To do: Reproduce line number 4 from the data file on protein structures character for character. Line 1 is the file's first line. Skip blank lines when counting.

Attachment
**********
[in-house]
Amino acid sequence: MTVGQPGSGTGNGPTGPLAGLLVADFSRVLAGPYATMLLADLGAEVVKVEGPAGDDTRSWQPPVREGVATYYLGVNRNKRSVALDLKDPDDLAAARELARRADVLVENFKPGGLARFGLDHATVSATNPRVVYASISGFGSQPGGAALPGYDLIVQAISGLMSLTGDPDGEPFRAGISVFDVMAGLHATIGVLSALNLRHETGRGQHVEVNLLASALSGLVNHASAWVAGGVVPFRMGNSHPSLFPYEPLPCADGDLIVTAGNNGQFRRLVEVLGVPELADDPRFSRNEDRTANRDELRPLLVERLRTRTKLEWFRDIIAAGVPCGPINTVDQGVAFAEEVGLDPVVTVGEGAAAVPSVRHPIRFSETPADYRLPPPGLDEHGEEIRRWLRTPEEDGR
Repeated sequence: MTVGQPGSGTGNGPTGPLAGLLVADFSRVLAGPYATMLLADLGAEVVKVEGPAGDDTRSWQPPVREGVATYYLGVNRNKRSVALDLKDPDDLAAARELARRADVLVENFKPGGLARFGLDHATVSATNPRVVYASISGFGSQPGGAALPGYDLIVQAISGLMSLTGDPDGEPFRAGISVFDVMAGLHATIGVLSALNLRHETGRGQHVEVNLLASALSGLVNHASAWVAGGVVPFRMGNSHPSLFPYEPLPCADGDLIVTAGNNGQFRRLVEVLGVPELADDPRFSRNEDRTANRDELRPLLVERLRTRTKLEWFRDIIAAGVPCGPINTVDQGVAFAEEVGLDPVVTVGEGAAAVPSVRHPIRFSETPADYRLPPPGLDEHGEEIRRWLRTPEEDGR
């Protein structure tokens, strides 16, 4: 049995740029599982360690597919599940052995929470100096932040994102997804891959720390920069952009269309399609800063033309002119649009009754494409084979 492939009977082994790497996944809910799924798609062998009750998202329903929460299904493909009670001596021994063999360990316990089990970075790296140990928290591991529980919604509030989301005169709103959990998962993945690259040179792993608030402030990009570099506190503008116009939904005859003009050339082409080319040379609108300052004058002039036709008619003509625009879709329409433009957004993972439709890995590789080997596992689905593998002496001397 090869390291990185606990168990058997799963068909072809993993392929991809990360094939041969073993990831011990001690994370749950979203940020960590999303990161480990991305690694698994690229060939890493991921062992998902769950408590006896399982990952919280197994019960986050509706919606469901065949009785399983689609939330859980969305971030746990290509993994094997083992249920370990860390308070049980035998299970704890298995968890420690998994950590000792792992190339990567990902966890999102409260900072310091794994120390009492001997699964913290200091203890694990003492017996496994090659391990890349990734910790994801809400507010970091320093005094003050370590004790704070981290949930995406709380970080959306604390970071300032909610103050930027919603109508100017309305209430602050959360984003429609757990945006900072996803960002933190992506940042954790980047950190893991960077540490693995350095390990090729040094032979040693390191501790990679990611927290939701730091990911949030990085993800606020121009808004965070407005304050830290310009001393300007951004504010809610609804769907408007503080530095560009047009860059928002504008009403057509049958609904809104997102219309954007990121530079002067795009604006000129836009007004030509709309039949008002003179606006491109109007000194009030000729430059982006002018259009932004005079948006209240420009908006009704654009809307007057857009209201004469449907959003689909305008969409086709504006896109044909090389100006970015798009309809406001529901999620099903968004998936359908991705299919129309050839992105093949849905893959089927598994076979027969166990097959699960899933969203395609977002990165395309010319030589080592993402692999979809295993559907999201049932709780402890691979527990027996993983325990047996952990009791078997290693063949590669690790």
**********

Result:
């Protein structure tokens, strides 16, 4: 049995740029599982360690597919599940052995929470100096932040994102997804891959720390920069952009269309399609800063033309002119649009009754494409084979 492939009977082994790497996944809910799924798609062998009750998202329903929460299904493909009670001596021994063999360990316990089990970075790296140990928290591991529980919604509030989301005169709103959990998962993945690259040179792993608030402030990009570099506190503008116009939904005859003009050339082409080319040379609108300052004058002039036709008619003509625009879709329409433009957004993972439709890995590789080997596992689905593998002496001397 090869390291990185606990168990058997799963068909072809993993392929991809990360094939041969073993990831011990001690994370749950979203940020960590999303990161480990991305690694698994690229060939890493991921062992998902769950408590006896399982990952919280197994019960986050509706919606469901065949009785399983689609939330859980969305971030746990290509993994094997083992249920370990860390308070049980035998299970704890298995968890420690998994950590000792792992190339990567990902966890999102409260900072310091794994120390009492001997699964913290200091203890694990003492017996496994090659391990890349990734910790994801809400507010970091320093005094003050370590004790704070981290949930995406709380970080959306604390970071300032909610103050930027919603109508100017309305209430602050959360984003429609757990945006900072996803960002933190992506940042954790980047950190893991960077540490693995350095390990090729040094032979040693390191501790990679990611927290939701730091990911949030990085993800606020121009808004965070407005304050830290310009001393300007951004504010809610609804769907408007503080530095560009047009860059928002504008009403057509049958609904809104997102219309954007990121530079002067795009604006000129836009007004030509709309039949008002003179606006491109109007000194009030000729430059982006002018259009932004005079948006209240420009908006009704654009809307007057857009209201004469449907959003689909305008969409086709504006896109044909090389100006970015798009309809406001529901999620099903968004998936359908991705299919129309050839992105093949849905893959089927598994076979027969166990097959699960899933969203395609977002990165395309010319030589080592993402692999979809295993559907999201049932709780402890691979527990027996993983325990047996952990009791078997290693063949590669690790």